Fifteen-year-olds in the United States improved in science and held steady in math and reading, according to test results released today. In all three subjects, the United States scored close to the average among developed nations participating in the Programme for International Student Assessment (PISA). Finland, Singapore and South Korea were the top performers. Two jurisdictions in China—Hong Kong and Shanghai—also performed well.
WASHINGTON—What the PISA results tell us is that if you don’t make smart investments in teachers, respect them or involve them in decision-making, as the top-performing countries do, students pay a price.
The top-performing countries out-invest us, in terms of national commitment to all their students’ success; they out-respect us, in terms of the way teachers are viewed, treated and made a part of decision-making; they out-prepare us, in terms of the attention given to teacher preparation and to providing the wraparound services children need to succeed.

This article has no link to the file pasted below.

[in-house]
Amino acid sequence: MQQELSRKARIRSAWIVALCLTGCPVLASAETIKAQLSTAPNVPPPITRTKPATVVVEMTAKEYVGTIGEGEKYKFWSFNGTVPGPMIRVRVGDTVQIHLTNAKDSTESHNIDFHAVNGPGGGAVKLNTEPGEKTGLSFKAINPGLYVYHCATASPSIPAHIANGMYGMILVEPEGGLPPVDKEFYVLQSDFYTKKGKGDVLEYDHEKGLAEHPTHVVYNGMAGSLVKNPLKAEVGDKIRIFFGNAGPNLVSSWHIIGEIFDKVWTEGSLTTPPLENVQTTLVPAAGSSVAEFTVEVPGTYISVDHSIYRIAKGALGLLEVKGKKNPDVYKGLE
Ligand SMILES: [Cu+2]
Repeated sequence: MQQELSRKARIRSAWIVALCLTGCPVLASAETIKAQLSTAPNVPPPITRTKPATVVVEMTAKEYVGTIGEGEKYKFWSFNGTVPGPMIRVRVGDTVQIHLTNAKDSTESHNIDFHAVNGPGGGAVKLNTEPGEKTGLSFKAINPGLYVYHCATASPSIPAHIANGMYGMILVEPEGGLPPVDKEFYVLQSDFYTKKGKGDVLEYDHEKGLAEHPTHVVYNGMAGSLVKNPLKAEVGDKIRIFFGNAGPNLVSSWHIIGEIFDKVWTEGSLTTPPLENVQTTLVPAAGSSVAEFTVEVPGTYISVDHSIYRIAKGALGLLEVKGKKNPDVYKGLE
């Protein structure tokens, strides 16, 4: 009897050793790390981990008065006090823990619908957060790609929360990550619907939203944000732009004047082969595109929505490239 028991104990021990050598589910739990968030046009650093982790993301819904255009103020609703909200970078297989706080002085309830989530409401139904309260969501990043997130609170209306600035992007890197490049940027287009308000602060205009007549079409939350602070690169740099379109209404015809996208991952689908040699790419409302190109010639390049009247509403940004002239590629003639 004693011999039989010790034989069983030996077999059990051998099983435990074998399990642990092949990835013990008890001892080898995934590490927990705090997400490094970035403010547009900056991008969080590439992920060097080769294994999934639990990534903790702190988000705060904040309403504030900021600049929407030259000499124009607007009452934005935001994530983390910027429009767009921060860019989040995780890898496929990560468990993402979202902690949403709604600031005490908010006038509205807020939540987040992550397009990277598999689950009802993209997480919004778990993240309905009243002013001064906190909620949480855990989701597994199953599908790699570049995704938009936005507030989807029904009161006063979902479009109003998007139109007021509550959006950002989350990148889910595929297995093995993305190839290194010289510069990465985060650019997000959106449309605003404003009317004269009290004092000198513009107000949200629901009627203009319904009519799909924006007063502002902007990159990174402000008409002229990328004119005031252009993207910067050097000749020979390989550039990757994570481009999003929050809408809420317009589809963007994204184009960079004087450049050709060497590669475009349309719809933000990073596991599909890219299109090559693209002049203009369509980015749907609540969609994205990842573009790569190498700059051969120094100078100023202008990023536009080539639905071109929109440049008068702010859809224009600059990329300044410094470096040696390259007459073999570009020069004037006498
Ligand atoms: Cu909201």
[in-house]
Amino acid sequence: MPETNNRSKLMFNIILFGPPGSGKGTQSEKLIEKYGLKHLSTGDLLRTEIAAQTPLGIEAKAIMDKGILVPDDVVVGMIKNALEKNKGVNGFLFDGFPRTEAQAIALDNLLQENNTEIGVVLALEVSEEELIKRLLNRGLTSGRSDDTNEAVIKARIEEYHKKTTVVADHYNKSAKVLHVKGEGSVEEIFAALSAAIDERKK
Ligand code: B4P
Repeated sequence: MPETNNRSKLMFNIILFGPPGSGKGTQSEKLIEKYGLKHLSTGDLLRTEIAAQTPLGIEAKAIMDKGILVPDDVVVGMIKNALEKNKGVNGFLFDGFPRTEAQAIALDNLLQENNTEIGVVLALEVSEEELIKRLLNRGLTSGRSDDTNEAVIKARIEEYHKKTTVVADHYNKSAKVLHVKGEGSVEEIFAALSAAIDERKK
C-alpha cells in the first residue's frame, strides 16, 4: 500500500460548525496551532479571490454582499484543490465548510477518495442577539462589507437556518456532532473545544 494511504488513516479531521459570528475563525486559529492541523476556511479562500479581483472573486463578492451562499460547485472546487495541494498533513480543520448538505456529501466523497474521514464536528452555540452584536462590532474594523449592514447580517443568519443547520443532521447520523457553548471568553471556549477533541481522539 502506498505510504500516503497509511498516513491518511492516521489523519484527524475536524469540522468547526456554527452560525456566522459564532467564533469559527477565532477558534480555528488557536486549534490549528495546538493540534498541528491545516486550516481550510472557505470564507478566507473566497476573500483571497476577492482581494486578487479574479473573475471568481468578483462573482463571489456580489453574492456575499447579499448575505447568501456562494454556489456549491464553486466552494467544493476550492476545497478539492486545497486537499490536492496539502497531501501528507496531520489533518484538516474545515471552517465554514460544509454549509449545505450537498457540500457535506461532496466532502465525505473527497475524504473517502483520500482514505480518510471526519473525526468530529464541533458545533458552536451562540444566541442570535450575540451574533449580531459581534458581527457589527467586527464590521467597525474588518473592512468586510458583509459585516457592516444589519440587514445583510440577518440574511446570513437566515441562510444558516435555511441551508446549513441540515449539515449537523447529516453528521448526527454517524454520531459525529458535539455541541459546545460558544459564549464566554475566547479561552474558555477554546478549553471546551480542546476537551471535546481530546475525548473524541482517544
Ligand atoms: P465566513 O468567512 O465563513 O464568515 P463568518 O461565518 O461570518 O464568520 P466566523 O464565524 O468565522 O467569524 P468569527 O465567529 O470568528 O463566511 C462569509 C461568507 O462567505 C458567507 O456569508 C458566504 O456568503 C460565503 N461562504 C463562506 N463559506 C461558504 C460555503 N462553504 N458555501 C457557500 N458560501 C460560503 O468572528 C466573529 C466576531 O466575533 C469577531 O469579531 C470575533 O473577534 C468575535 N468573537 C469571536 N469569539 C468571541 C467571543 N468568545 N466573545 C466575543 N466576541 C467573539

They set education policies that are sustained regardless of the person or party in office. They commit to across-the-board investments in education—and also in core services like healthcare and nutrition that strengthen education. These nations invest heavily in teacher quality by preparing, respecting and supporting teachers; work collaboratively; provide a curriculum that is uniform throughout the country; and create the school and classroom conditions necessary for learning. All stakeholders in these countries share the responsibility of improving student outcomes, and the notion of accountability extends to students and others, not just teachers.
The lesson from PISA is that figuring out what works and why starts with listening to frontline educators, valuing their experience and respecting their work.